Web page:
Here is a shot in the main character’s apartment, where the walls visually divide the picture into several parts. In one of them, warm orange is adjacent to green, and in the other, a blue beam pierces a sunny yellow window. This technique makes the picture even more contrast: from warm on the left side of the frame to cold on the right. The picture becomes filled: imagine a frame without a beam of light from the window and lit lamps.
In another frame, the combination of red and blue is the basis, and the green tint of the surrounding space enhances the combination. In fact, these are the classic RGB color supports — Red, Green, Blue.
They can also be seen in the scene where DiCaprio’s character watches expectantly from the car (and again the blue shirt). Only here yellow is added, due to the taxi in the background.
Each of the three enchanting color moments plays on the basis of the emotions of the main characters. Not only creates a wow effect, but also enhances the perception of the viewer. In the first case — the moment of a fatal turn in the fate of the still young hero; then — his emotional decline and the search for a new life, an attempt to arrange it; finally, a shot in the car — framed by bright elements, DiCaprio’s deep puzzlement, the search for a way out of the situation. And he is still in it — a lonely blue element.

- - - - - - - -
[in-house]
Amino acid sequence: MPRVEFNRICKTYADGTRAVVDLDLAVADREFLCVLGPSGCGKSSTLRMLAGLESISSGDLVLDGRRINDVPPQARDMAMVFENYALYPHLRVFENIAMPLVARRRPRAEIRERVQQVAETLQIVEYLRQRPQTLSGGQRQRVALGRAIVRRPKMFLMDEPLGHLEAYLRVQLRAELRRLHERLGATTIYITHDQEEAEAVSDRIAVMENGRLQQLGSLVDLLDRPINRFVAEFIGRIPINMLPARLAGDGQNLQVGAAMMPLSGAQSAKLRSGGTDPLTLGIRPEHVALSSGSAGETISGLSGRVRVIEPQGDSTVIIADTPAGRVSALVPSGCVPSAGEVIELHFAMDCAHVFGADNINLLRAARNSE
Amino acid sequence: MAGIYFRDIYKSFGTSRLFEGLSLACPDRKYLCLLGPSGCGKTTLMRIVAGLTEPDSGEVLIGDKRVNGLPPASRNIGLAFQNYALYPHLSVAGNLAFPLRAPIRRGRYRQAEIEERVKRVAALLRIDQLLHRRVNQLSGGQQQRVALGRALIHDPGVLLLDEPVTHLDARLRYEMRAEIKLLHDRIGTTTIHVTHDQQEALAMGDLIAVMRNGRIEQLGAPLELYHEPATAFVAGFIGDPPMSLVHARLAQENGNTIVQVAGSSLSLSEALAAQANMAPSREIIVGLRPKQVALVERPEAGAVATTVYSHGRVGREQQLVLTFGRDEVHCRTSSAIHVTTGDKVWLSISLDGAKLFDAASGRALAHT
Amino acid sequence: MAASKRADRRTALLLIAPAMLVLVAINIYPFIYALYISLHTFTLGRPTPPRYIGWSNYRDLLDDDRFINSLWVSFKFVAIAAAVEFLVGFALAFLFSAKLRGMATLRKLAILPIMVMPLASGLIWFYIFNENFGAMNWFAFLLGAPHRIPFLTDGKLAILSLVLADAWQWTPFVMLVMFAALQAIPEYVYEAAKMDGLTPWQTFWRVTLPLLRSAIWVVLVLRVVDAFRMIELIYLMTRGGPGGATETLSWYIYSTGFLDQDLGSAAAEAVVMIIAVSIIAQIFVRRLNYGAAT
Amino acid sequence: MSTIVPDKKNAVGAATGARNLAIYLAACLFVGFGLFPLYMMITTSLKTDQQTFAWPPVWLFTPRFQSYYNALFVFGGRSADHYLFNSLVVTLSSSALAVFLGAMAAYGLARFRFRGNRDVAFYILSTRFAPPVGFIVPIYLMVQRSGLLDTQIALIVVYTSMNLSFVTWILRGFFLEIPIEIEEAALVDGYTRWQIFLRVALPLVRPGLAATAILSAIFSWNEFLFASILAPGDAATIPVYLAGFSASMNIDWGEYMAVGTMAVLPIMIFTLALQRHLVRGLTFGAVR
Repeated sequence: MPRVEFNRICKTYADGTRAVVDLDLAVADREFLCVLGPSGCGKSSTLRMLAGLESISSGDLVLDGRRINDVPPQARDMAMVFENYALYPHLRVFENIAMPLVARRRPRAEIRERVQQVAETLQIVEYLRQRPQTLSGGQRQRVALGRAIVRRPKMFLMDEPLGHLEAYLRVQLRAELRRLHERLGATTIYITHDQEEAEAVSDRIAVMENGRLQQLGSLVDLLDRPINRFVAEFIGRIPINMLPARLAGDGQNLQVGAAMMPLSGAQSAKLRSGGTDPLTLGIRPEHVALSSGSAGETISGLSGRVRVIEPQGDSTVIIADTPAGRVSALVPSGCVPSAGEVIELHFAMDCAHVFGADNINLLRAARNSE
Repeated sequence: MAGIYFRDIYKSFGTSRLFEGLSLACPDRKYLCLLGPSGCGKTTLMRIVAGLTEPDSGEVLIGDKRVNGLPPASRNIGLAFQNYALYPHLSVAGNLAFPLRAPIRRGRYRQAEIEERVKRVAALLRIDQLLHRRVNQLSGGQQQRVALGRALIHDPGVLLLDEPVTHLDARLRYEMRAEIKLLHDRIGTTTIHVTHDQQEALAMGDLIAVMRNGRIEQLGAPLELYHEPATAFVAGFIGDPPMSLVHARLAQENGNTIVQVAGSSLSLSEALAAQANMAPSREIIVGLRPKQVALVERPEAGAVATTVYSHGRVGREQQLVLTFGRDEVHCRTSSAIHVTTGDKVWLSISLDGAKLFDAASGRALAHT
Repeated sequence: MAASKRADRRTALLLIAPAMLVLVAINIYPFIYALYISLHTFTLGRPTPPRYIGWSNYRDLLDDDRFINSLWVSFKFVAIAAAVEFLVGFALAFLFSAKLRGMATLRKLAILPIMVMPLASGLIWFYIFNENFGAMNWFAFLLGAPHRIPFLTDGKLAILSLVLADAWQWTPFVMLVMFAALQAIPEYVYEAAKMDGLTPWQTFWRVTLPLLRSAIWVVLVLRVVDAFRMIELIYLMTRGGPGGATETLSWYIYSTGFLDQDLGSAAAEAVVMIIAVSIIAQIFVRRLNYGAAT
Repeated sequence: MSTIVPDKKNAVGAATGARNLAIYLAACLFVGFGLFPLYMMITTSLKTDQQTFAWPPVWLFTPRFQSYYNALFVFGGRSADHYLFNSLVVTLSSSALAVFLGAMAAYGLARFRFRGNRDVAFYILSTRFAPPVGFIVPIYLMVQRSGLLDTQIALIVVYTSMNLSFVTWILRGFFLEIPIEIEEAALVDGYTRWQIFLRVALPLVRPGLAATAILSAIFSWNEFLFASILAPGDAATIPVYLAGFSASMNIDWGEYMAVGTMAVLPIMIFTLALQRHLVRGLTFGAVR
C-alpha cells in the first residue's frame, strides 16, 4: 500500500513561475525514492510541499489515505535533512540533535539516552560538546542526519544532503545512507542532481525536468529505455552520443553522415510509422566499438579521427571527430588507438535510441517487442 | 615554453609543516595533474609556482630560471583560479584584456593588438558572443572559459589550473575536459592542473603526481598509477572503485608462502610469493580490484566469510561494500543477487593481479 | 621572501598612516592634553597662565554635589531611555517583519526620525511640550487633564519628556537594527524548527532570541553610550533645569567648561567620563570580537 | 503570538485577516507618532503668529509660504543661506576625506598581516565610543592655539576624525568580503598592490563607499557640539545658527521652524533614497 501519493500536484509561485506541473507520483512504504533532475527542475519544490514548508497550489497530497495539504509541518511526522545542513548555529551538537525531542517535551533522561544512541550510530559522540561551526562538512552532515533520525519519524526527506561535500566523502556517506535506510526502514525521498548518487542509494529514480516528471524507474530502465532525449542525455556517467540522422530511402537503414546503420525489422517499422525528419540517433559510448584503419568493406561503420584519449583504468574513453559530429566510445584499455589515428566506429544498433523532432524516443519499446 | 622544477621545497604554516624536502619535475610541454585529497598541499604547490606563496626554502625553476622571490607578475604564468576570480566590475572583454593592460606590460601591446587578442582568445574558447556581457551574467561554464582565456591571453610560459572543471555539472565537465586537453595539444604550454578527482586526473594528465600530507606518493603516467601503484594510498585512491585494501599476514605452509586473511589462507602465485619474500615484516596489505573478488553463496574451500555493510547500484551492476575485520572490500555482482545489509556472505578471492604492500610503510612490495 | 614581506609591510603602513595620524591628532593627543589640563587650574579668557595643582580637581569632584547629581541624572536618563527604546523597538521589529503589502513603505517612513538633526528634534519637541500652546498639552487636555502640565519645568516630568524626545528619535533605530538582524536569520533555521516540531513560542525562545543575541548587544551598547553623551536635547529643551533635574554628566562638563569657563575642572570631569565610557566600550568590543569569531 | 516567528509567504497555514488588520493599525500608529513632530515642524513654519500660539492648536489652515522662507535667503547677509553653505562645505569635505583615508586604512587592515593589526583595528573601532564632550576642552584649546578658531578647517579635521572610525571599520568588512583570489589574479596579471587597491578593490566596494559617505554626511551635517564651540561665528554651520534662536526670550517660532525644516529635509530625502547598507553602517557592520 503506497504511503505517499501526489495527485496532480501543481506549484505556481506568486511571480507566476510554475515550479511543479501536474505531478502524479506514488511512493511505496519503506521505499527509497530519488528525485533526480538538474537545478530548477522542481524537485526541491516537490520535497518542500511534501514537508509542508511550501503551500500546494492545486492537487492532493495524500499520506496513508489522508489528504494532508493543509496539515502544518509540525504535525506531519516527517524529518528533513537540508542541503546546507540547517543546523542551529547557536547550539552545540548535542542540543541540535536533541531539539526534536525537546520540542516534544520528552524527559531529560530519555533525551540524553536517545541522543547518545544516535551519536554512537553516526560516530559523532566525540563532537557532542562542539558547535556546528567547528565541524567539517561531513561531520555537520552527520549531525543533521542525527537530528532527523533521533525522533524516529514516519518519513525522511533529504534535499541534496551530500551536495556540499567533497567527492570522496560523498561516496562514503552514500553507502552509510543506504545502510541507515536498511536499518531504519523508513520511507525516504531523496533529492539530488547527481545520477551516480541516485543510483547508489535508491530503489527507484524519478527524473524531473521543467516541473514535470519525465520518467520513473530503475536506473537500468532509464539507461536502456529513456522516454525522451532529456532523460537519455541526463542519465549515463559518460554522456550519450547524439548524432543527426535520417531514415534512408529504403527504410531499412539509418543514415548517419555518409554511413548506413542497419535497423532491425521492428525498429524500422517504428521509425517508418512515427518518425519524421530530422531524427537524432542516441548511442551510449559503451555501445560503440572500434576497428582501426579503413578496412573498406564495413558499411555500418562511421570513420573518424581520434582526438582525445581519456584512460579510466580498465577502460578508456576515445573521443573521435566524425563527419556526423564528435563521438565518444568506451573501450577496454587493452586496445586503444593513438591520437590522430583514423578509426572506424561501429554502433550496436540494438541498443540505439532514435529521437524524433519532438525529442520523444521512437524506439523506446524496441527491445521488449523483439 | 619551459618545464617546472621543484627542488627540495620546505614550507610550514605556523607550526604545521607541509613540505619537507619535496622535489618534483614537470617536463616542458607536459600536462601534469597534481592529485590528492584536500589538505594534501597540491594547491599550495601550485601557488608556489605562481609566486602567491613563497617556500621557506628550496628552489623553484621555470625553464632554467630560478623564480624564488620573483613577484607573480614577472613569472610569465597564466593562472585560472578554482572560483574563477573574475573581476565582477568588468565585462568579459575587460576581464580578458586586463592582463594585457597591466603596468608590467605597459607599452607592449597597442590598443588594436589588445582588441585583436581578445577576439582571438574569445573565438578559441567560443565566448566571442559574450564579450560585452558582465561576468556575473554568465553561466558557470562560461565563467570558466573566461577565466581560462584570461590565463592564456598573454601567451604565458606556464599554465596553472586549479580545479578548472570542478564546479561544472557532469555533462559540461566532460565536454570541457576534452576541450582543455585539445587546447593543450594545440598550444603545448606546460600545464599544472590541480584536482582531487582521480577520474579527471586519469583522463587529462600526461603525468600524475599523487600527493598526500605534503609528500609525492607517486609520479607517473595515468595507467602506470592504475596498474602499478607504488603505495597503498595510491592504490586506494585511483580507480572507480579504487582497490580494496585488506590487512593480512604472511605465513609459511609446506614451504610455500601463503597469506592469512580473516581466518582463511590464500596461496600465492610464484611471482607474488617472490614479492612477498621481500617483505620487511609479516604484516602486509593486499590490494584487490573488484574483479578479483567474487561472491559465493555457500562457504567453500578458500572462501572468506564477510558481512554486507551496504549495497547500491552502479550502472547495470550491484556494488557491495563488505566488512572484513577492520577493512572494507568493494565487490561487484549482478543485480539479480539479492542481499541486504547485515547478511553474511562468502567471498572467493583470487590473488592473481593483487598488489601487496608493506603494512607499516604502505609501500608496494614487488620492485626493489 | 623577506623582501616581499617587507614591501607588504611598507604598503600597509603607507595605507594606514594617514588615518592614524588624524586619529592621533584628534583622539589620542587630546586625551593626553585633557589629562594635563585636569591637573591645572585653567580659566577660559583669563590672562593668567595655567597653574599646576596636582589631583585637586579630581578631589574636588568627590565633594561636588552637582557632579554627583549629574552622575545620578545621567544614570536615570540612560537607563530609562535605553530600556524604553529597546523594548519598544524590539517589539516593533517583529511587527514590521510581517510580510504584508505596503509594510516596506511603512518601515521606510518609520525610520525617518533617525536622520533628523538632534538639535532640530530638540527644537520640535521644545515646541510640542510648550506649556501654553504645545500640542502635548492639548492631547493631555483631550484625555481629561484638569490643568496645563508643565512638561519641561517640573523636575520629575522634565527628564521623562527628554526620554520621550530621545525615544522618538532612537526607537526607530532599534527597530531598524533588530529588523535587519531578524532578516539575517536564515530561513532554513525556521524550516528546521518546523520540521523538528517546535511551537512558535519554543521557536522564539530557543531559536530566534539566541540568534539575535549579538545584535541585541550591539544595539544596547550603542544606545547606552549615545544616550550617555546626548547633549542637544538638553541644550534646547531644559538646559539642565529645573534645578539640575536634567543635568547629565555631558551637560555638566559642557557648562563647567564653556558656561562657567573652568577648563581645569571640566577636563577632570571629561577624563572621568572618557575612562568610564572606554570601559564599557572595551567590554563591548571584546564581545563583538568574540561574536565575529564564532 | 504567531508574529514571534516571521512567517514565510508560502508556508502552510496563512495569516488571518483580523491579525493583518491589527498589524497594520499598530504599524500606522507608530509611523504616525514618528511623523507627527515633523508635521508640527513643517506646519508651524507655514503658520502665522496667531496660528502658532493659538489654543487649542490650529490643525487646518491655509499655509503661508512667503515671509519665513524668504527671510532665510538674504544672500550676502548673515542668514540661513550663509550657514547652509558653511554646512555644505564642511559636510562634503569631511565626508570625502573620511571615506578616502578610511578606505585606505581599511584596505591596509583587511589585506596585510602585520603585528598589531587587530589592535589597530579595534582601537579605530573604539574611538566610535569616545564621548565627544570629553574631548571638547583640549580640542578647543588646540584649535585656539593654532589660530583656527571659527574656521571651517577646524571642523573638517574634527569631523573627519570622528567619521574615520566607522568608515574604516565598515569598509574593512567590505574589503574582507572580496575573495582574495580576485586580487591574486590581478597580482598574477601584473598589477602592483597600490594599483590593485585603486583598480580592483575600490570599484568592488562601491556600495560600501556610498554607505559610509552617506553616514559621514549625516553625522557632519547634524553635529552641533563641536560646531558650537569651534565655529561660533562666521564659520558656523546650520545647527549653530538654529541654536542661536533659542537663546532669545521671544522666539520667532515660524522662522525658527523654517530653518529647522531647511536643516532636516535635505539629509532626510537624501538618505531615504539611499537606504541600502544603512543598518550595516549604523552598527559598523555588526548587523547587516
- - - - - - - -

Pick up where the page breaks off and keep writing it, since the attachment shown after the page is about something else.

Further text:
Directors, photographers and artists with a good eye and a full hand use not only classical methods of composition and framing, but also author’s solutions. So, the reception of visual presence could already be observed as one of the tools of Wes Anderson.
Spielberg also uses this feature often. The essence is simple: in the foreground there is a person out of focus, as if standing in front of the viewer, due to which what is happening on the screen seems close to the viewer. And if in the case of Wes the reception was played very differently (even with only one hand with a newspaper in the frame), then Spielberg is more conservative in this matter! He always has a classic story with the character’s head (or part of it) in the frame in the foreground.
The second characteristic technique throughout the film, which is also worth adopting, is working with side light. More than once or twice the director uses such a scheme, in which the light source is on the same level with the subject, while on the side of it.
Side light adds drama to the scene, and contrast and shadows to the character in the frame. In the case of Catch Me If You Can, such a move could be used to emphasize the difficult path of the protagonist, his throwing, experiences and drama of constant movement in life. Most often, Spielberg put the side light in especially emotional moments, or in scenes where there is a complex dialogue between the characters.
An artistic offshoot of just side light is shooting with a directional beam that emphasizes what is needed in the frame. This can be achieved by using a photo torch or curtains on the light source. In this picture, the technique is played up in scenes with the main character: in each of them, the light directs the viewer’s attention to DiCaprio’s face and emphasizes the emotions he experiences.